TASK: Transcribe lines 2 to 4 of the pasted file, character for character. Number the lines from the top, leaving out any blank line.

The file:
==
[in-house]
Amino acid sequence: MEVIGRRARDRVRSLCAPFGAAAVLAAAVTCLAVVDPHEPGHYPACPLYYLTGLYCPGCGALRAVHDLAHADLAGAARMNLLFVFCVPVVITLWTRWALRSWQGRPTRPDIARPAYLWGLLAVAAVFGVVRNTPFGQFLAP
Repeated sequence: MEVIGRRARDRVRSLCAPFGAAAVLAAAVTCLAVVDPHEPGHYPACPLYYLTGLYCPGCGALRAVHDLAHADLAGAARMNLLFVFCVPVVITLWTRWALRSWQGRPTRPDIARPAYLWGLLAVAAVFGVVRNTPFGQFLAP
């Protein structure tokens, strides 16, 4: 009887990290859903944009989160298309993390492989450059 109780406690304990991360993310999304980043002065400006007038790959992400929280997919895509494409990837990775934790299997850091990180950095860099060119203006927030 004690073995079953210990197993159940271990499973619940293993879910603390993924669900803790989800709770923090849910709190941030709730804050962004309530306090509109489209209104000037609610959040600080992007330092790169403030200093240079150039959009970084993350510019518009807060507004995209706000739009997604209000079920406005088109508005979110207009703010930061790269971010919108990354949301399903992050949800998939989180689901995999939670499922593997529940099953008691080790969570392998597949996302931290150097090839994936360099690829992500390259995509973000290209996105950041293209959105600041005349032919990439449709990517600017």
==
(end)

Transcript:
Amino acid sequence: MEVIGRRARDRVRSLCAPFGAAAVLAAAVTCLAVVDPHEPGHYPACPLYYLTGLYCPGCGALRAVHDLAHADLAGAARMNLLFVFCVPVVITLWTRWALRSWQGRPTRPDIARPAYLWGLLAVAAVFGVVRNTPFGQFLAP
Repeated sequence: MEVIGRRARDRVRSLCAPFGAAAVLAAAVTCLAVVDPHEPGHYPACPLYYLTGLYCPGCGALRAVHDLAHADLAGAARMNLLFVFCVPVVITLWTRWALRSWQGRPTRPDIARPAYLWGLLAVAAVFGVVRNTPFGQFLAP
């Protein structure tokens, strides 16, 4: 009887990290859903944009989160298309993390492989450059 109780406690304990991360993310999304980043002065400006007038790959992400929280997919895509494409990837990775934790299997850091990180950095860099060119203006927030 004690073995079953210990197993159940271990499973619940293993879910603390993924669900803790989800709770923090849910709190941030709730804050962004309530306090509109489209209104000037609610959040600080992007330092790169403030200093240079150039959009970084993350510019518009807060507004995209706000739009997604209000079920406005088109508005979110207009703010930061790269971010919108990354949301399903992050949800998939989180689901995999939670499922593997529940099953008691080790969570392998597949996302931290150097090839994936360099690829992500390259995509973000290209996105950041293209959105600041005349032919990439449709990517600017």